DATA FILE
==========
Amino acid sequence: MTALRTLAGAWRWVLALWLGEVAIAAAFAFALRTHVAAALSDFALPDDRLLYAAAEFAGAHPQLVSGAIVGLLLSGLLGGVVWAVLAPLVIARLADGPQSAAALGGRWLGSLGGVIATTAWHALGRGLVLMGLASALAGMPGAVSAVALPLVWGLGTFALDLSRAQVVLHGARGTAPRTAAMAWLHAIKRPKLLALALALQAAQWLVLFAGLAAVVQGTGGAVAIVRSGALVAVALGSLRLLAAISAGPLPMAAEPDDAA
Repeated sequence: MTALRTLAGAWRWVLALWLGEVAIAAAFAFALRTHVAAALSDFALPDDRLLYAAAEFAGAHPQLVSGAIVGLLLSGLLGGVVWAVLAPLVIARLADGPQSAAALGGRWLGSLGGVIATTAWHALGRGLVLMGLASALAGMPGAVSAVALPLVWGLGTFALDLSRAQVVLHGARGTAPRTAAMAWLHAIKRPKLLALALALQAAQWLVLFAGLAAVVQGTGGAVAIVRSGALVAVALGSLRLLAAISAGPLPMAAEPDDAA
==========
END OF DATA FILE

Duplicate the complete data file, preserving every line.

Amino acid sequence: MTALRTLAGAWRWVLALWLGEVAIAAAFAFALRTHVAAALSDFALPDDRLLYAAAEFAGAHPQLVSGAIVGLLLSGLLGGVVWAVLAPLVIARLADGPQSAAALGGRWLGSLGGVIATTAWHALGRGLVLMGLASALAGMPGAVSAVALPLVWGLGTFALDLSRAQVVLHGARGTAPRTAAMAWLHAIKRPKLLALALALQAAQWLVLFAGLAAVVQGTGGAVAIVRSGALVAVALGSLRLLAAISAGPLPMAAEPDDAA
Repeated sequence: MTALRTLAGAWRWVLALWLGEVAIAAAFAFALRTHVAAALSDFALPDDRLLYAAAEFAGAHPQLVSGAIVGLLLSGLLGGVVWAVLAPLVIARLADGPQSAAALGGRWLGSLGGVIATTAWHALGRGLVLMGLASALAGMPGAVSAVALPLVWGLGTFALDLSRAQVVLHGARGTAPRTAAMAWLHAIKRPKLLALALALQAAQWLVLFAGLAAVVQGTGGAVAIVRSGALVAVALGSLRLLAAISAGPLPMAAEPDDAA